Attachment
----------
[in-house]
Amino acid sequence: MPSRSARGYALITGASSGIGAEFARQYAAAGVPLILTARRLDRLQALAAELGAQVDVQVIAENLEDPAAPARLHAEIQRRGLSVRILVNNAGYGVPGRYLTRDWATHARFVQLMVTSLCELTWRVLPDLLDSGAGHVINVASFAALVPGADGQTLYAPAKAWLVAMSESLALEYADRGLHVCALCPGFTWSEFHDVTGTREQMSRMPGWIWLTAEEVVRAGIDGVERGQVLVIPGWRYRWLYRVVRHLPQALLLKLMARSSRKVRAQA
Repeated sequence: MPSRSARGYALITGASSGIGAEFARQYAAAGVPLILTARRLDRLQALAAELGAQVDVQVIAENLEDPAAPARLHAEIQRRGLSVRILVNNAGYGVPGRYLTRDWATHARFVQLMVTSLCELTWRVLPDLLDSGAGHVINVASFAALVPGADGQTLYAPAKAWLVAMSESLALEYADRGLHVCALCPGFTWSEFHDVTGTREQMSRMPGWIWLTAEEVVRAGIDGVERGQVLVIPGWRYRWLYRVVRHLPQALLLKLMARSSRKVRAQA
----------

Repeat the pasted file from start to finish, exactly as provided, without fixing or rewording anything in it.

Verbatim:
[in-house]
Amino acid sequence: MPSRSARGYALITGASSGIGAEFARQYAAAGVPLILTARRLDRLQALAAELGAQVDVQVIAENLEDPAAPARLHAEIQRRGLSVRILVNNAGYGVPGRYLTRDWATHARFVQLMVTSLCELTWRVLPDLLDSGAGHVINVASFAALVPGADGQTLYAPAKAWLVAMSESLALEYADRGLHVCALCPGFTWSEFHDVTGTREQMSRMPGWIWLTAEEVVRAGIDGVERGQVLVIPGWRYRWLYRVVRHLPQALLLKLMARSSRKVRAQA
Repeated sequence: MPSRSARGYALITGASSGIGAEFARQYAAAGVPLILTARRLDRLQALAAELGAQVDVQVIAENLEDPAAPARLHAEIQRRGLSVRILVNNAGYGVPGRYLTRDWATHARFVQLMVTSLCELTWRVLPDLLDSGAGHVINVASFAALVPGADGQTLYAPAKAWLVAMSESLALEYADRGLHVCALCPGFTWSEFHDVTGTREQMSRMPGWIWLTAEEVVRAGIDGVERGQVLVIPGWRYRWLYRVVRHLPQALLLKLMARSSRKVRAQA